Increasing sleep problems

Sleep apnea can lead to serious health problems, such as high blood pressure and heart problems, if left untreated

Many Like the physical changes that occur when a child turns into a teenager, the same thing happens when the latter grows into an adult.

One such change is how snoring becomes a thing, and gets progressively worse, as at the loudest, as the years pass into later adulthood.

The majority of men snore, and some women do as well, and it is usually first noticed by family members, and then by partners, romantic or otherwise.

For many – except for snoring – this is a nuisance, especially at night when they are trying to sleep in the same room with someone who subconsciously mimics the sounds of a jet engine.

Herein lies the problem; It is seen as just a nuisance, nothing more, nothing less.

In fact, snoring is a telltale sign that something is wrong or getting worse with snoring, especially in the throat.

They may have sleep apnea.

silent killer

According to Dr. Jonathan John, a pulmonologist and sleep specialist, sleep apnea occurs when the upper airway muscles relax during sleep and compress the airway, preventing the patient from getting enough air.

At this point, breathing is “paused” for ten seconds or more, before their reflexes fire up and they begin breathing again, repeating the cycle of snoring and “choking” throughout the night.

This condition is called obstructive sleep apnea (OSA).

On paper, it doesn’t look like much, but think about it.

When breathing stops, oxygen to the brain is cut off, causing slow – but sure – general system failure, such as placing undue stress on the heart and lungs, while at the same time disrupting sleep and rest.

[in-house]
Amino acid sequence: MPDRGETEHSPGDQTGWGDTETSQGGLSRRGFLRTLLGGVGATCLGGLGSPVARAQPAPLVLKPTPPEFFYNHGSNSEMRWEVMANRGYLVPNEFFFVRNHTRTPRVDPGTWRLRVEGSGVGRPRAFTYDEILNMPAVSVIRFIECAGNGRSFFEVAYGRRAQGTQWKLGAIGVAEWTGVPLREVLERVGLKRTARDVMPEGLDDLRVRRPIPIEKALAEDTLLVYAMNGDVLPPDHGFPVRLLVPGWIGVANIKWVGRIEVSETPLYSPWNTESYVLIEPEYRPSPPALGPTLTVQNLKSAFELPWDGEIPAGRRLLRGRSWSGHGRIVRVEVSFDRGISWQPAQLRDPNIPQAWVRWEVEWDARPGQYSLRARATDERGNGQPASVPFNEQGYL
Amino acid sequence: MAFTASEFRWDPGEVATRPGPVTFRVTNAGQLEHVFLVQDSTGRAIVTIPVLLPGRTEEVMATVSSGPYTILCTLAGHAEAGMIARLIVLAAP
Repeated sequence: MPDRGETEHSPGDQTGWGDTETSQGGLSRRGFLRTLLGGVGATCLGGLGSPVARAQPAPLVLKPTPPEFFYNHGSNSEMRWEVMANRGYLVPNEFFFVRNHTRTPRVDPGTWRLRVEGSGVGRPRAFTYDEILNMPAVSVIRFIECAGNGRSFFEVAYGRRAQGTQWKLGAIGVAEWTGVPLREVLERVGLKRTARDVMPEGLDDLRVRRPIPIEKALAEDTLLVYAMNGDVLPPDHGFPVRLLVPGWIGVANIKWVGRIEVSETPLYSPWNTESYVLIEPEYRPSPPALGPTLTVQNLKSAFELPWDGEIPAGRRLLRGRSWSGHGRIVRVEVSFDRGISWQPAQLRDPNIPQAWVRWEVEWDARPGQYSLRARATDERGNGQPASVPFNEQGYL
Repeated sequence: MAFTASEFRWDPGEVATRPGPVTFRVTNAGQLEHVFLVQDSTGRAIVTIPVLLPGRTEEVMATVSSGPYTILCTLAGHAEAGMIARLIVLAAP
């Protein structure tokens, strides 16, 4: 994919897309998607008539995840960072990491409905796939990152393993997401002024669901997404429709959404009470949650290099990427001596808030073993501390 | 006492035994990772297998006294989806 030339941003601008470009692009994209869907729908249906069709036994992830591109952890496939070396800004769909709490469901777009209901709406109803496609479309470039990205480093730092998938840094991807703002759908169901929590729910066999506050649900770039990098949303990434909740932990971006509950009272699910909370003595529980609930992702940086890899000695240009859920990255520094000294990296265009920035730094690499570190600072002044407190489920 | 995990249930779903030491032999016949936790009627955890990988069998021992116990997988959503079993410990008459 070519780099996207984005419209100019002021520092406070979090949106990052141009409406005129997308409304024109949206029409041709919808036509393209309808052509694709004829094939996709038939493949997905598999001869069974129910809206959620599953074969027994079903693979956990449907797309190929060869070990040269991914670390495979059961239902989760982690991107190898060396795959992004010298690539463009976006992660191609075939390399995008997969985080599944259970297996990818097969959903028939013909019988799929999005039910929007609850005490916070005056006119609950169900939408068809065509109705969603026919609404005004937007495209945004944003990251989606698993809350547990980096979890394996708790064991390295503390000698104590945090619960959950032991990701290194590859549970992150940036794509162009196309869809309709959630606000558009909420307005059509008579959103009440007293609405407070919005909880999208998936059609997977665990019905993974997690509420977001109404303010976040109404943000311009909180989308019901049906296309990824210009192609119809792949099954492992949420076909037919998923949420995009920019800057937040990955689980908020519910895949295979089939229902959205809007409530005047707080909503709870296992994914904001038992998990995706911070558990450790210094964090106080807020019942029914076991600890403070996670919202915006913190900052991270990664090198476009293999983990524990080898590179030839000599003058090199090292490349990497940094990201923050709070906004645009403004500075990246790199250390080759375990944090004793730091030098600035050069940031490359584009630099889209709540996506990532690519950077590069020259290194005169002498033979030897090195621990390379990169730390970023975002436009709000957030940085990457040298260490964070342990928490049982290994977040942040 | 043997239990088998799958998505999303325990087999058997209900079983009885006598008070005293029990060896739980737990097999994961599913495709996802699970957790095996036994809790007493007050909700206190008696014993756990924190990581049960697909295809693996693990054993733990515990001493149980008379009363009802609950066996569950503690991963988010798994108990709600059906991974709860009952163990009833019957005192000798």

Studies have shown that obstructive sleep apnea can lead to the early onset of high blood pressure and diabetes, leading to heart disease and stroke.

Those who show symptoms of “snoring, choking, quitting, rinsing and repeating” almost unanimously also say they feel tired after waking up for seven hours or more, and don’t know why.

Because they have OSA, and the fact that makes it a slow killer is that those who suffer from it, simply don’t realize they have it.

Risks and Prevention

It is worth noting that not everyone who snores has sleep apnea, and not everyone who suffers from sleep apnea snores at night.

Other than snoring and choking, the clearest indication that something is wrong is the next morning, when the patient is experiencing unexplained tiredness, and if he or she has episodes of extreme sleep throughout the day.

Microsleep is the involuntary moment when someone “sleeps” for seemingly no reason.

These episodes can last up to 15 seconds, and they can happen at any time at all. For example, when driving, it is clear that this poses a danger to the driver and those around him.

Keep in mind that according to the Royal Malaysia Police, a total of 1,305 deaths between 2011 and 2021 were attributed to drivers sleeping on the road.

To correctly diagnose obstructive sleep apnea, a sleep study is usually done, and the evaluation usually looks like several factors, such as obesity (heavier individuals are more at risk), neck circumference, facial bone structure, etc.

Unfortunately, there is no simple solution when it comes to treatment. The most common is the use of a continuous positive airway pressure (CPAP) machine, in which OSA patients are required to wear a mask before going to bed.

According to Dr. Iqbal Farim, Consultant Ear, Nose and Throat Surgeon, the best treatment plan depends on each individual patient.

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